By Ricardo Vaz
The legislation had been announced by president Nicolas Maduro last week and was passed by the ANC’s plenary with minor changes on Thursday. ANC deputies unanimously voted in favor, even though only a fraction of the body’s 545 members were present in the session.
The all-powerful Constituent Assembly was elected in July 2017 amidst a climate of insurrectionary opposition violence. ANC president Diosdado Cabello recently said that the body will dissolve itself in December without presenting a new constitutional draft.
The Maduro government has argued that the law is a necessary legal tool to confront US sanctions against the Venezuelan economy.
“The anti-blockade law is one of the most powerful tools in our strategy to defeat the financial, economic and commercial persecution and create new perspectives for development,” the president said in a televised address on Wednesday.
He recalled that Venezuela is being attacked by Washington “every day,” and added that the country had “great hopes” pinned on this law.
The Trump administration has significantly escalated sanctions in recent months, especially against the oil sector. The most recent measures from the US Treasury Department have targeted shipping enterprises, while foreign companies have been threatened with secondary sanctions should they continue to deal with Venezuelan state oil company PDVSA.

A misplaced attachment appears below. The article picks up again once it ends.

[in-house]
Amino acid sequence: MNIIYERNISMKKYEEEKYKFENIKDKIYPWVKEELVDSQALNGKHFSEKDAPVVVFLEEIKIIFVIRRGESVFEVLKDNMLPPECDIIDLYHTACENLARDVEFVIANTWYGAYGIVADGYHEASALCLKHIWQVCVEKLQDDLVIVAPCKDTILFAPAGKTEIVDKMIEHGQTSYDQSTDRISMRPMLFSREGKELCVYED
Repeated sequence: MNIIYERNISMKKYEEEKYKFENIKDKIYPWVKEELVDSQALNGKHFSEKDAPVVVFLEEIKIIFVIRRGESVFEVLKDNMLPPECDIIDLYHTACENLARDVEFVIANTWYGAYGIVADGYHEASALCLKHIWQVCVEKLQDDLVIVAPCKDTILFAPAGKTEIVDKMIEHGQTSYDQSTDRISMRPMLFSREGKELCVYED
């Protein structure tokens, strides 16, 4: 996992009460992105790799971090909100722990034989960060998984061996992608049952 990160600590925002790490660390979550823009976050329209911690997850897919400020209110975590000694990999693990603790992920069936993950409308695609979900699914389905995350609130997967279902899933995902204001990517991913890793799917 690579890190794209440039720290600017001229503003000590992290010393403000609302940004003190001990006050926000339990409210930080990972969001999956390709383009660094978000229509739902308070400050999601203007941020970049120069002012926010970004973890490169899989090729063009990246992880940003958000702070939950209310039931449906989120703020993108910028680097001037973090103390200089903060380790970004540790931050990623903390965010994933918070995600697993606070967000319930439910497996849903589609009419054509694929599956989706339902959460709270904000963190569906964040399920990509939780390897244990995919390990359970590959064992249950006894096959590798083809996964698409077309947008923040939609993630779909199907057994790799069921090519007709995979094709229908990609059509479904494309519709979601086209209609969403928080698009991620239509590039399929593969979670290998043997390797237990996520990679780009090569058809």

The bill, which ranks as a constitutional law, claims that its purpose is to hand the Venezuelan executive “the legal tools to counter, mitigate and reduce the harmful effects of US sanctions on the Venezuelan population.” While the official text has not been published, it was read aloud during the ANC session and later leaked.
However, leftist organizations and popular movements have criticized the new legislation. There has been fierce debate on social media, with the hashtag #NoApruebo (“I don’t approve”) becoming the top trend on Wednesday evening.
Critics have pointed out that several articles in the bill jeopardized sovereignty by opening the door for larger private capital involvement or privatization in strategic economic sectors, while granting the government the possibility to suspend legislation at its discretion if required to circumvent sanctions.
The bill’s article 33 states that the government “will implement programs to ensure the investment from technicians, academics, businesses, workers’ councils and popular organizations in projects or alliances in strategic sectors.” Additionally, article 19 allows the government to “suspend, in specific cases, legal norms that are inapplicable or counterproductive” as a result of sanctions.
Other concerns include “confidentiality” clauses, which several analysts claim could lead to a lack of transparency and accountability, and possible violations of the Venezuelan constitution.
ANC deputy from Sucre State Telemaco Figueroa argued that the law fostered “corruption and impunity”. He stressed that the Venezuelan people are suffering because of the US blockade, but that the government’s economic policies had not been appropriate.
“The anti-blockade law grants officials total freedom to act as they please in this sea of corruption and impunity, with no control or accountability,” he said in an interview with Telemundo.
Figueroa also criticized the way in which the bill was approved, denouncing that no provisions were made to ensure that all deputies were present and that the proposal was not scrutinized by the Venezuelan people. Constitutionalist jurist and fellow ANC deputy Maria Alejandra Diaz also criticized the lack of debate surrounding the law, claiming that most members had not had access to the text prior to the vote.